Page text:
How the Coronavirus Aid Package (CARES Act) Can Help Your Business

Since the COVID-19 began sweeping across the US, it has had an unprecedented impact on the lives of Americans. If you’re a small business owner, you’ve likely seen a significant loss in revenue, if not a total shutdown of your business operations. 

In response to the immense strain on our economy caused by the coronavirus, the US government has put together a $2 trillion aid package, of which a planned $350 billion will be allotted for small business aid. In this guide, we cover the latest updates on what the stimulus package contains and how business owners can access the benefits.


What Does the COVID Stimulus Package Do for Small Business Owners?

The economic relief bill, called the “Coronavirus Aid, Relief, and Economic Security Act,” or the CARES Act, was passed by the Senate in a unanimous vote of 96-0 on March 25th. Two days later the House of Representatives approved the bill in a voice vote, and President Trump signed it into law.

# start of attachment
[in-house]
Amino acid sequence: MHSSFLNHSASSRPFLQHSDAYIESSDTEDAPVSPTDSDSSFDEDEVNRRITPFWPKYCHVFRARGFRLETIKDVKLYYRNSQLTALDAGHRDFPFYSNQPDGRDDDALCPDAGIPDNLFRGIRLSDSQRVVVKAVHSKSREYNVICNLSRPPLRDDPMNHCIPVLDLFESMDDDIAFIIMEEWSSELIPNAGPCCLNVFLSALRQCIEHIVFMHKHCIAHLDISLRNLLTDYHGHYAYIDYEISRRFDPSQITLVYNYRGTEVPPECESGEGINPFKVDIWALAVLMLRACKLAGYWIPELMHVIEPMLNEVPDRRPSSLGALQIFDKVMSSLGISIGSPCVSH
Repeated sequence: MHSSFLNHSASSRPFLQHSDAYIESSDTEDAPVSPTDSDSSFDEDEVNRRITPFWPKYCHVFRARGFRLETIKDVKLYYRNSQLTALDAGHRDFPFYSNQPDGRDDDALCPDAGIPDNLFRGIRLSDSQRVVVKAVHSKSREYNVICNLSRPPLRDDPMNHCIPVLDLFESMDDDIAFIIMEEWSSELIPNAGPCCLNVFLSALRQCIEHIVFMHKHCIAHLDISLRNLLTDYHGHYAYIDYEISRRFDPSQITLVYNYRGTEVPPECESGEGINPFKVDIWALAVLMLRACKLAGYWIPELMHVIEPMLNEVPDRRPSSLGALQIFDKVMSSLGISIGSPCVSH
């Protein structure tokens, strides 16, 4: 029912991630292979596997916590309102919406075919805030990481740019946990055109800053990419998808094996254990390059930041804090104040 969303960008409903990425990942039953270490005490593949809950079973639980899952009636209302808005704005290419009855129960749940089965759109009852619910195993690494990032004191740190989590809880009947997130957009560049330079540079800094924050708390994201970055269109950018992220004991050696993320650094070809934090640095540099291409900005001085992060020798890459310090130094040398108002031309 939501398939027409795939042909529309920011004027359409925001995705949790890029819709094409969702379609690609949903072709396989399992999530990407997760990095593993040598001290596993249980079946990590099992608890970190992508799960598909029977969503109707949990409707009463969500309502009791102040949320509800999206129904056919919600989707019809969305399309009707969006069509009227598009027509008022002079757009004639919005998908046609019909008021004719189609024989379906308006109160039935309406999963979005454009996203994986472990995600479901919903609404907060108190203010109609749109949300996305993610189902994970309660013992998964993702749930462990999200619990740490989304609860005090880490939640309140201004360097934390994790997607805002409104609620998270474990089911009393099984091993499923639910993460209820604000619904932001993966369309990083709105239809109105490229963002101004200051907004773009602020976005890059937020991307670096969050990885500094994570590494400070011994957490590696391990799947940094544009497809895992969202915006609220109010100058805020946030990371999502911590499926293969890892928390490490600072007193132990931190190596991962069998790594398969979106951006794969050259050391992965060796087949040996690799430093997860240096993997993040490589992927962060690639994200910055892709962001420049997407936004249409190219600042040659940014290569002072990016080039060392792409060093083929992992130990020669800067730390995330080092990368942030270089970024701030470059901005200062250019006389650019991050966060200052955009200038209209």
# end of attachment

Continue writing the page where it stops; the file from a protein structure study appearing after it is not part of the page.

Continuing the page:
A significant function of the CARES Act will be to expand the ability of the Small Business Administration (SBA) to issue loans to small businesses. A full $350 billion of the total $2 trillion stimulus package will go toward alleviating the impact felt by small businesses across the US in the form of federally-backed SBA loans. Businesses can use these funds to cover day-to-day costs, such as:

  • Payroll
  • Rent
  • Employee benefits
  • Business insurance
  • Utilities
  • And other operating costs

Who is eligible to receive funding? Under the new program enacted by the CARES Act, any business with a total of 500 employees or fewer (including part-time and others) can apply for a loan. Solo-entrepreneurs, contractors, freelancers, and other independent business owners may also be eligible for a loan if they can provide the necessary documentation showing that they are a legitimate and active business.

The Paycheck Protection Program